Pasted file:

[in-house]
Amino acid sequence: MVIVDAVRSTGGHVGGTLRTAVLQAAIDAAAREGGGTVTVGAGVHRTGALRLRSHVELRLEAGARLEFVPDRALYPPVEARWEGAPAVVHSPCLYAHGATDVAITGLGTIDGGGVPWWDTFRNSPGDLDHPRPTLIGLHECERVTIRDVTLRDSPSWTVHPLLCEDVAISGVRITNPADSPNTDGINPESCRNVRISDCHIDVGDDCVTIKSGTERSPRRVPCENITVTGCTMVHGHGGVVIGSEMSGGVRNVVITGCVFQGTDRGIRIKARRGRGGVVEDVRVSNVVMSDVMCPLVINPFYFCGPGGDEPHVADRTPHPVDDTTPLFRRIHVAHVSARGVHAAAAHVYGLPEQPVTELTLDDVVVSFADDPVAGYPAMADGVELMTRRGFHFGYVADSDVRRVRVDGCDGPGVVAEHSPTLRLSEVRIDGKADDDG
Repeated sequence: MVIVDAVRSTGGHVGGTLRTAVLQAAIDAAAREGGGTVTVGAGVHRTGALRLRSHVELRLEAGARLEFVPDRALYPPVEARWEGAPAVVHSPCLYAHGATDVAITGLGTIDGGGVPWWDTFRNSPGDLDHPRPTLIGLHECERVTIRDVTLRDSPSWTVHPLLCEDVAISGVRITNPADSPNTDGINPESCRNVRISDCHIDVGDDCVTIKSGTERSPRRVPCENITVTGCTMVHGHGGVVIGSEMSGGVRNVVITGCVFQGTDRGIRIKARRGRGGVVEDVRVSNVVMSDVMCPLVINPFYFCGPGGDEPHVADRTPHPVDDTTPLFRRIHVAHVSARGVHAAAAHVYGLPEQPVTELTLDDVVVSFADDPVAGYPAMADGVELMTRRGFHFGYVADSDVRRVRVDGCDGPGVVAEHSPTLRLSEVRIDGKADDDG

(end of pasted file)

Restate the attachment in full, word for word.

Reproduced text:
[in-house]
Amino acid sequence: MVIVDAVRSTGGHVGGTLRTAVLQAAIDAAAREGGGTVTVGAGVHRTGALRLRSHVELRLEAGARLEFVPDRALYPPVEARWEGAPAVVHSPCLYAHGATDVAITGLGTIDGGGVPWWDTFRNSPGDLDHPRPTLIGLHECERVTIRDVTLRDSPSWTVHPLLCEDVAISGVRITNPADSPNTDGINPESCRNVRISDCHIDVGDDCVTIKSGTERSPRRVPCENITVTGCTMVHGHGGVVIGSEMSGGVRNVVITGCVFQGTDRGIRIKARRGRGGVVEDVRVSNVVMSDVMCPLVINPFYFCGPGGDEPHVADRTPHPVDDTTPLFRRIHVAHVSARGVHAAAAHVYGLPEQPVTELTLDDVVVSFADDPVAGYPAMADGVELMTRRGFHFGYVADSDVRRVRVDGCDGPGVVAEHSPTLRLSEVRIDGKADDDG
Repeated sequence: MVIVDAVRSTGGHVGGTLRTAVLQAAIDAAAREGGGTVTVGAGVHRTGALRLRSHVELRLEAGARLEFVPDRALYPPVEARWEGAPAVVHSPCLYAHGATDVAITGLGTIDGGGVPWWDTFRNSPGDLDHPRPTLIGLHECERVTIRDVTLRDSPSWTVHPLLCEDVAISGVRITNPADSPNTDGINPESCRNVRISDCHIDVGDDCVTIKSGTERSPRRVPCENITVTGCTMVHGHGGVVIGSEMSGGVRNVVITGCVFQGTDRGIRIKARRGRGGVVEDVRVSNVVMSDVMCPLVINPFYFCGPGGDEPHVADRTPHPVDDTTPLFRRIHVAHVSARGVHAAAAHVYGLPEQPVTELTLDDVVVSFADDPVAGYPAMADGVELMTRRGFHFGYVADSDVRRVRVDGCDGPGVVAEHSPTLRLSEVRIDGKADDDG